Township economy is vital to SA's recovery, deputy president tells NCOP
This according to Deputy President David Mabuza who said rundown industrial areas, many previously owned by former homelands, were in for an upgrade.
He was responding to questions during a sitting of the National Council of Provinces (NCOP) on Wednesday.
Mabuza said special economic zones and industrial parks were pivotal to the government’s economic reconstruction plan.
The recovery plan comes amid the country’s economic decline which saw 2.2 million people losing their jobs in the second quarter as quarter-on-quarter GDP contracted by a record 16.4% while business confidence and manufacturing production plunged.
“These projects are geared to attract private sector investment and the plan entails the development of new special economic zones and the revitalisation of existing parks as well as sites that link small businesses to global economic value chains.
“To date, our special economic zones have attracted just over 230 private investors of which 127 are already operational.”
Mabuza said the combined value of these investments were approximately R17.2 billion.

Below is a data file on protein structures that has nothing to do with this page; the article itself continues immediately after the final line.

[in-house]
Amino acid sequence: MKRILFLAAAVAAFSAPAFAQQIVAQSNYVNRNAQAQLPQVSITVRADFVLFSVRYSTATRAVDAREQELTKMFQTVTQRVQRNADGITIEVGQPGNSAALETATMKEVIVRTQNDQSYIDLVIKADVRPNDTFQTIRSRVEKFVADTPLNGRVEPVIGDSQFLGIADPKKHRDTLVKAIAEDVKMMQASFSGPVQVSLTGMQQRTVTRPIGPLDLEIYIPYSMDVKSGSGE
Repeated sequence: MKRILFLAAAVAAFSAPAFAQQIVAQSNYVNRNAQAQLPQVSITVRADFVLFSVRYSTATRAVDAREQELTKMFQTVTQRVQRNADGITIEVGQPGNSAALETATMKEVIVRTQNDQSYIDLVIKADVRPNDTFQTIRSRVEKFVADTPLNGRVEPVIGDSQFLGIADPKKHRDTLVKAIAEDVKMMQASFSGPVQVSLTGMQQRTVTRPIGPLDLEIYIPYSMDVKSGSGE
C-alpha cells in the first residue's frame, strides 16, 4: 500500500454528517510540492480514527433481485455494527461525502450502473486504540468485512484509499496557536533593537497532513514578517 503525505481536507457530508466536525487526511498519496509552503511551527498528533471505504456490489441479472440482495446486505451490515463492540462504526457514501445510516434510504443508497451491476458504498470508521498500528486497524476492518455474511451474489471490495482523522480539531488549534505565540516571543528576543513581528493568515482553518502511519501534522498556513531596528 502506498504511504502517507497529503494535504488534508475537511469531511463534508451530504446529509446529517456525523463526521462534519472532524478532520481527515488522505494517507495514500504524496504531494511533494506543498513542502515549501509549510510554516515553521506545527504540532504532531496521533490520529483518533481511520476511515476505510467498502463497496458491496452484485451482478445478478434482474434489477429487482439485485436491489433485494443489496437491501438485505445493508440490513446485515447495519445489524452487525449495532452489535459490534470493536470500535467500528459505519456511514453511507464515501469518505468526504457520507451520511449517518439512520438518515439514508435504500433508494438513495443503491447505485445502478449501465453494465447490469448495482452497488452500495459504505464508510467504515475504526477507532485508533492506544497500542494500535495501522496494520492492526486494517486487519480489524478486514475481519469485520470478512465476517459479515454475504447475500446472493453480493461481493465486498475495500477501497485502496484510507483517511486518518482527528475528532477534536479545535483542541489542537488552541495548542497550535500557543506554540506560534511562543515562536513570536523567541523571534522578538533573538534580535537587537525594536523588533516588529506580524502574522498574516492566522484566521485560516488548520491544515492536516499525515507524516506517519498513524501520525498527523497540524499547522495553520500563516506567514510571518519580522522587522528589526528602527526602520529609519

“In the process, more than 15 000 direct jobs have been created. There are 12 industrial parks that are being revitalised in the Eastern Cape, KwaZulu-Natal, Free State, North West, Limpopo and Mpumalanga. Some of these industrial parks are strategically located near townships and rural development nodes and are integral to local economies of these areas.”
He added one of the key barriers to entry and participation in townships and rural areas was a lack of infrastructure.
“Government has prioritised the provision of infrastructure support that includes access to office space, connectivity and technology platforms that enhance innovation.
“Our land reform programme has also prioritised strategically located land to support townships and rural areas. Under-utilised properties and industrial sites will be repurposed and revitalised to serve businesses,” Mabuza said.
Gauteng, KwaZulu-Natal and the Western Cape are splashing money on special economic zones, green technology, and infrastructure projects to revive the economy.
In Gauteng, plans are being implemented to drive economic growth to benefit township businesses and small, medium and micro enterprises (SMMEs).
The provincial government has come up with a policy that allows all departments in Gauteng to procure from SMMEs.
There are also plans to rezone taxi ranks into retail and commercial hubs.
In KwaZulu-Natal, R97.9 million was approved by the provincial government for SMMEs which saved more than 4 000 jobs.
A further R18 million was disbursed to bakeries, paper manufacturers and businesses in the clothing and textile sector.
The Western Cape government launched a tourism product development fund which committed R5 million to support new or existing tourism products.
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